Coming up the South Gully- Photo by Bill Bens

Me and Bill at the summit with Picacho Peak in the background

In February I started the month with another scrambling route up Elephant Head in the Santa Ritas with Bill and Mitch. Another rugged, tough route leading to superlative views.

Elephant Head

Summit Ridge of Elephant Head

Summit ridge of Elephant Head

Summit cairn made of elephants

The day after my 36th birthday, I hiked my first piece of the Grand Enchantment Trail, a 730-mile route that goes from Phoenix to Albuquerque. I also started my Wildlife Rehabilitation Fundraiser to benefit Wildlife Rehabilitation Northwest Tucson, where I am a volunteer.

Starting the Grand Enchantment Trail

Antelope Peak

Nighthawk at Wildlife Rehabilitation Northwest Tucson

In March I tackled another piece of the Grand Enchantment Trail in the Superstitions from the Tortilla TH to First Water TH. This was my first time in the western Superstitions, and I loved every rugged, rocky minute of it.

Campsite View on Horse Ridge, looking at a snowy 4 Peaks

Entering La Barge Box

Me and the Weaver's Needle

I attempted to summit Baboquivari again, but was turned away by ice and snow on the first pitch. However, we got to spend the night at the Lion’s Ledge, one of my favorite places I’ve ever slept and any time on Babo is time well spent.

Babo's East Face

Dave takes in the sunrise

Lion's Ledge- we slept right under the cave-like spot with the dark stain running down the face

I also wrote about Arizona’s State Parks that were slated to close due to lack of funding and hiked the Hunter Trail at Picacho Peak State Park and the Flatiron and Peak 5024 at Lost Dutchman State Park. Thankfully, only a couple of the state parks ended up closing and nearby towns helped pick up some of the expenses for the other ones. It was a great spring for wildflowers. I gave several slideshow presentations about my Arizona Trail hike to raise funds for Wildlife Rehab.

Poppies and Lupine at Picacho Peak

Lost Dutchman State Park in bloom- Flatiron in the upper right

Hoodoos on the way to Peak 5024

Looking down on the Flatiron

In April I was fortunate to hike two pieces of the Grand Enchantment Trail in April- the Santa Teresa Wilderness with my friend Judy Eidson, and the Aravaipa Canyon Wilderness. To give an idea of how remote the Santa Teresas are, when I called the Coronado National Forest to ask a question about the trails, they said, “We have no idea, no one goes out there, let us know what you find when you come back, ok?” I look forward to my return to Holdout Canyon – a spectacular place.

Holdout Canyon, Santa Teresa Wilderness

Winding Mariposa Lily

Taking in the view

Climbing above Preacher Canyon

Pretty waterfall in Cottonwood Canyon

Desert Honeysuckle in bloom, Aravaipa Canyon Wilderness

Great Blue Heron

Bends in the Stream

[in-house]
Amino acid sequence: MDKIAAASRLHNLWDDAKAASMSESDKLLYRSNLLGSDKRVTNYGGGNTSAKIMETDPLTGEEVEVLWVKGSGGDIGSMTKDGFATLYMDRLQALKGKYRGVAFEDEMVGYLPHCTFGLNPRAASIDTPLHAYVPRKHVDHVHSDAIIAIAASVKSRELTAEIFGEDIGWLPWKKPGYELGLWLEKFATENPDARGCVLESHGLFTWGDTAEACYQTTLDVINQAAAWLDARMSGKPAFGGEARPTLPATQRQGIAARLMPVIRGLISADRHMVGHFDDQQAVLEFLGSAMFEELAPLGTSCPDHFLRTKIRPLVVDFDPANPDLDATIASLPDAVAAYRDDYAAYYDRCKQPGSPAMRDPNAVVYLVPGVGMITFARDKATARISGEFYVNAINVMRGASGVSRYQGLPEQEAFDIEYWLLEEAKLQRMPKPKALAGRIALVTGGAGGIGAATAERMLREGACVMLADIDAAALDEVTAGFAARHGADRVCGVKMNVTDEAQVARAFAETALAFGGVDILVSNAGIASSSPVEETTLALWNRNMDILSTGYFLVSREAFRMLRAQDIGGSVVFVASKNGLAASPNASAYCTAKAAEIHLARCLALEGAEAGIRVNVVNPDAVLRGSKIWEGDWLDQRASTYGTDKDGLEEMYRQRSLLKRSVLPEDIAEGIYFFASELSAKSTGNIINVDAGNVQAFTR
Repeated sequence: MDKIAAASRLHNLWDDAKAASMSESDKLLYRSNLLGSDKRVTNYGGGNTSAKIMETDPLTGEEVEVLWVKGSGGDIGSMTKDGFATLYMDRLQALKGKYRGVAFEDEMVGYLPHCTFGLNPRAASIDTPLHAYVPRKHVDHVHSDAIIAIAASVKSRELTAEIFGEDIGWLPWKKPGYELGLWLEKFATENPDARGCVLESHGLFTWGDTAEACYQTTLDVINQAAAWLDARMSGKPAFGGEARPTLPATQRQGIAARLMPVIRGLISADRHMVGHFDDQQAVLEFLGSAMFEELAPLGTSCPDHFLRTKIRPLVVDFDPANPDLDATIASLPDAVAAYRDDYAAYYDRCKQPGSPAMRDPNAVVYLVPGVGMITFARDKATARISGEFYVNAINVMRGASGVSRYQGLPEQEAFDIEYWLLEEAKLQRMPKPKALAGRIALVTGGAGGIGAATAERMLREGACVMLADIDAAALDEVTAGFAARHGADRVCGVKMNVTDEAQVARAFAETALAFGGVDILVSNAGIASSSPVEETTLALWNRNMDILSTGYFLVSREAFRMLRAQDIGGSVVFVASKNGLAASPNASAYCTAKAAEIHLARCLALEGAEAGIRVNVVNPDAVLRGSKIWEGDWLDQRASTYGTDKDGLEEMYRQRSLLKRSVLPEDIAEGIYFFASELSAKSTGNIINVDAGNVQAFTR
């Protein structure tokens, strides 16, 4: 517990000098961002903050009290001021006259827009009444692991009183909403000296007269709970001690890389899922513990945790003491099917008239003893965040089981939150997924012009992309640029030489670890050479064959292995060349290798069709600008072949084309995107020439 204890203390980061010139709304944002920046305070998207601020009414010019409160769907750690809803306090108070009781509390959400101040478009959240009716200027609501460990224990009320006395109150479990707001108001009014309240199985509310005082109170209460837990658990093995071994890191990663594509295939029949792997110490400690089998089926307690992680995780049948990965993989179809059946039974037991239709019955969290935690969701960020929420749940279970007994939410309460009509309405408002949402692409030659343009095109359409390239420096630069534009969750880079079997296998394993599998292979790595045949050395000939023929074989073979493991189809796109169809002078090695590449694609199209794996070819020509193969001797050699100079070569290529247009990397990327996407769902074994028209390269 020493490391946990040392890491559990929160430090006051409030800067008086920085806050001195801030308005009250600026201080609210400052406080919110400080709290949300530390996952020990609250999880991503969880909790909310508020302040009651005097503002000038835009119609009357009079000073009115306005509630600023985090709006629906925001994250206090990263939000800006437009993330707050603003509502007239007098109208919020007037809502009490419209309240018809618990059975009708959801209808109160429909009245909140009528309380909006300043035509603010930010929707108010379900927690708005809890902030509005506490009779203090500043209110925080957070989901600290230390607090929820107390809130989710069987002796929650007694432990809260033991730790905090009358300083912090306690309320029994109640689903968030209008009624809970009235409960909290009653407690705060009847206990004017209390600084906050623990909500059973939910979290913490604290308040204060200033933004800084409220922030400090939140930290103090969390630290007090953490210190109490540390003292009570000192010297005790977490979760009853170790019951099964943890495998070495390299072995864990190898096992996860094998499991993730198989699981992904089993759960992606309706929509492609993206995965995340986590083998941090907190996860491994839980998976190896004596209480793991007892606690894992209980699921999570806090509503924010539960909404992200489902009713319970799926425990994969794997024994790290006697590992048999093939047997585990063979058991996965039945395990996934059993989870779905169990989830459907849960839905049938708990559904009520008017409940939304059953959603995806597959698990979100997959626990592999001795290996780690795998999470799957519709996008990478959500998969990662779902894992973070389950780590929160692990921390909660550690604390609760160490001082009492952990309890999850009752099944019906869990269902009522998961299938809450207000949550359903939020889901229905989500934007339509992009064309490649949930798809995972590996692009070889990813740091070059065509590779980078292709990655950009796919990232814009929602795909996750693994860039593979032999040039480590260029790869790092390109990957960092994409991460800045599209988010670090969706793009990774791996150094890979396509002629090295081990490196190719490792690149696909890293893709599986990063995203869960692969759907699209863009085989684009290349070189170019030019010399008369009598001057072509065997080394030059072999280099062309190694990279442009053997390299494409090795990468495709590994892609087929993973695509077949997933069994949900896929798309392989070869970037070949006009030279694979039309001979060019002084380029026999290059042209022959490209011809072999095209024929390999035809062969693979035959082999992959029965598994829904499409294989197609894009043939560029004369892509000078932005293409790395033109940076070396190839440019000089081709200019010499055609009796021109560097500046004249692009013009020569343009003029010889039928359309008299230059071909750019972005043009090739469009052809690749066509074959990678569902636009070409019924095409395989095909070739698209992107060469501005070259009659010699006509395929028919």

In MayI heard that Forest Service crews had been clearing the Sutherland Trail, so I teamed up with Lee Allen, David Rabb, and Tom Kimmel to hike from the top of Mount Lemmon to Catalina State Park via this formerly fire-damaged trail. The 6000 ft. of elevation loss was tough on the knees, but the views and the company more than made up for it.

Happy to be on the Sutherland Trail

Sutherland Trail

Penstemon

All spring long, I’d been telling my husband Brian, “Don’t worry, once it heats up in June I’ll be home a lot more often!” But then I bought the one piece of gear that made my summer bearable: my green inflatable innertube, known affectionately as “the floatie”, and the hiking really didn’t slow down at all. The floatie’s maiden voyage was to Hutch’s Pool on a overnight backpacking trip using the Box Camp Trail down to Sabino Canyon.

Coming down the ridge on the Box Camp Tr.

Coral Bean bloom

Happy to have Hutch's Pool all to myself!

I enjoyed the floatie so much, I took it on a trip to Horse Camp Canyon in the Aravaipa Canyon Wilderness and floated the black pool on a day when I had the only permit for the whole canyon.

Important piece of summer gear in Aravaipa

Made even sweeter by the fact that I had it all to myself!

Also in June, I began harvesting and processing saguaro fruit and making syrup and delicious fruit leather. I really enjoyed it and everyone loved the flavor. Can’t wait to do it on a bigger scale next summer.

Saguaro fruit cut open

In July, a month that I would normally be cowering in my house avoiding the heat, I was able to find lots of ways to keep active this year. I went on short hikes early in the morning or night hikes, and was able to get away to the cooler Sky Islands for a couple of backpacking trips. Early in the month, I went to the Santa Ritas for an overnight at Baldy Saddle and saw one of the best sunsets I’d seen all year.

Baldy Saddle- Yep, I was right- it was an awesome campsite!

Looking north at the Santa Rita Crest- 7:19 pm

My favorite of the evening- 7:34 pm

Mountain Spiny Lizard Fight

Later in the month, I hiked the Grand Enchantment Trail through the tall, cool Pinaleno Mountains (also known as “The Grahams”) with Judy Eidson and Connie Simmons.

Through the waist-high ferns on the Clark Peak Tr.

View from Taylor Pass

Slick Rock, Ash Creek Trail

Sunset on The Pinnacles, Ash Creek Trail

The "spirited cascade"

I squeezed in one last hike in July, a trip to Chiricahua National Monument with my friend Wendy. Fantastic hoodoos and rock formations to tickle the imagination.

Hoodoos come in Large, Small, and Medium size for your viewing enjoyment

Punch and Judy Rock

August was all about the pools: Jammed Log Pool, Romero Pools, Lemmon Pools, Tanque Verde Falls- I hiked in early, got my float on, and was hiking out by 9 or 10 in the morning.